Fifteen years ago, Condoleezza Rice, then President George W. Bush’s national security adviser, said that an abstraction (the “international community”) would not “allow the Iranians to develop a nuclear weapon.” Allow? In 2012, President Barack Obama said: “Iran’s leaders should understand that I do not have a policy of containment. I have a policy to prevent Iran from obtaining a nuclear weapon.” If — probably when — that policy fails, we shall have a policy of containment, or a major war.

Trump’s national security apparatus might include a plucky cohort of regime changers who, undaunted by 18 discouraging years (Afghanistan, Iraq), cling to the fatal conceit that U.S. policies, such as sanctions, can manipulate the internal dynamics of societies such as Iran’s. In any case, today’s president is, in one respect, like his predecessor: Obama denied that hundreds of U.S. airstrikes that killed hundreds in Libya and helped to destroy a regime constituted involvement in “hostilities.”

Trump recently vetoed a congressional resolution that would have terminated U.S. involvement with Saudi Arabia and its allies in the war in Yemen, by the terms of the 1973 War Powers Resolution. It forbids the “introduction” of U.S. forces into “hostilities” for more than 90 days without congressional authorization. It defines “introduction” to include the assignment of U.S. military “to command, coordinate, participate in the movement of, or accompany the . . . military forces of any foreign country or government when such military forces are engaged . . . in hostilities.”

The U.S. military is providing intelligence, logistical support and, for a time, occasional in-flight refueling of Saudi bombers. This certainly constitutes involvement in the commanding, coordinating and movement of military forces. This is similarly certain: Whatever the United States does to Iran militarily will be decided unilaterally by this president. But his predecessor, and today’s Congress and previous Congresses, will be implicated in the absence of restraint by laws or norms.

Updating Babylon the Great’s Nuclear Arsenal

Updating America’s Nuclear Arsenal for a New Age

April 8, 2019, 8:00 AM EDT

Destroyer of worlds.

Photographer: Brendan Smialowski/AFP/Getty Images

More than at any time since the collapse of the Soviet Union in 1991, nuclear war may be something to worry about. At the moment, tensions between India and Pakistan, North Korea’s small arsenal, Iran’s nuclear program, and the U.S. withdrawal from its treaty with Russia on intermediate-range nuclear missiles are all roiling the status quo of global security.

But the U.S. can best prepare for the next nuclear age by sticking with the two-pronged strategy that worked so well during the Cold War: deterrence combined with arms control. That means pursuing two seemingly contradictory goals: seeking to shrink the number of nuclear weapons around the globe, while simultaneously maintaining and improving a nuclear arsenal potent enough to dissuade adversaries from doing anything stupid.

The difference is that there are now three great powers involved. The U.S. needs to modernize its arsenal to counter rising threats from China and Russia, and pursue arms-control treaties with them both.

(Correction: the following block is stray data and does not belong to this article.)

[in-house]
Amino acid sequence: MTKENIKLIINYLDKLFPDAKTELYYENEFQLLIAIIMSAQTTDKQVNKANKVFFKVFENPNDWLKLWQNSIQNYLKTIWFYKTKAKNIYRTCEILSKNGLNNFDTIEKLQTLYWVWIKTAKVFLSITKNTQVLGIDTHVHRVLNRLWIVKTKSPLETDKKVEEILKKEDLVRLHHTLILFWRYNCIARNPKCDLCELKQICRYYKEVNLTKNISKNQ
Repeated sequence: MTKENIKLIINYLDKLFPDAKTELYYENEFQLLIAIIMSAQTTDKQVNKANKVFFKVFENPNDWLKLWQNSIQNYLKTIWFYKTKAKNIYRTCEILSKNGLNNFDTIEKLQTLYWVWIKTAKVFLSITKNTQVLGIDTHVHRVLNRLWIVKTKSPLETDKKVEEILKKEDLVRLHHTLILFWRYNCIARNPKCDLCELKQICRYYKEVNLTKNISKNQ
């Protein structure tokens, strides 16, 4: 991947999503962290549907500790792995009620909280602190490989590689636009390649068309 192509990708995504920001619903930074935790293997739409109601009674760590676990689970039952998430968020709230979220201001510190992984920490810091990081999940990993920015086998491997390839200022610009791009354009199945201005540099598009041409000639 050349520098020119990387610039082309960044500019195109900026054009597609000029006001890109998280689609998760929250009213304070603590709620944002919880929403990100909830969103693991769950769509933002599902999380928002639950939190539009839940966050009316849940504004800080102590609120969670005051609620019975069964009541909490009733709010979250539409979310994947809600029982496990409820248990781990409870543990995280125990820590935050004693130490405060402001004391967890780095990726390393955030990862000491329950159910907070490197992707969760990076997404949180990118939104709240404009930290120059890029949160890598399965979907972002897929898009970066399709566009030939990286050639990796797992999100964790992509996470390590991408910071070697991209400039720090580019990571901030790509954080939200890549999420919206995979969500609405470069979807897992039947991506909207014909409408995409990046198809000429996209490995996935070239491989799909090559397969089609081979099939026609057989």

On the diplomatic side, President Trump should welcome Russian President Vladimir Putin’s willingness to extend the New START agreement, which drastically reduced overall U.S. and Russian arsenals but is set to expire in 2021. Eventually, China should be persuaded to join the pact. Though still well below the START limits, its arsenal is growing. And the U.S. should seek to renegotiate the abandoned Intermediate-Range Nuclear Forces Treaty as a trilateral pact that also includes Beijing.

Meanwhile, the Pentagon has much work to do to modernize its own nuclear-weapons systems. The military was helpfully promised upwards of $1 trillion over 30 years for the project.

The priority should be the submarine fleet, the leg of the U.S. nuclear triad that best combines stealth, mobility and accuracy. The Navy needs full funding to replace its aging Ohio-class ballistic-missile subs with the new Columbia class, scheduled to enter service in the early 2030s.

The ground-based leg of the triad consists of Minuteman III intercontinental ballistic missiles in underground silos in the Great Plains. These would cause such vast damage, they would be useful only in the event of an existential crisis. Given this limitation, it makes little sense to entirely replace them. The Air Force should instead upgrade the Minuteman, and could cut its numbers considerably.

That leaves the air leg, which now depends on outdated stealth technology and archaic B-52 bombers. The Air Force is buying at least 100 B-21 Raiders, but unless this new long-range plane proves capable of penetrating ever-more-sophisticated air defenses, it won’t be more than a stopgap. Long term, the service needs to consider drones, air-launched missiles and other cutting-edge alternatives to manned planes.

At the same time, the Pentagon needs to upgrade the weapons themselves, placing a new emphasis on its stockpile of less-powerful tactical weapons that can be “dialed down” to lower yields. The enemy is more likely to fear that the U.S. will really use an atomic weapon if it is not as destructive as the one dropped on Hiroshima.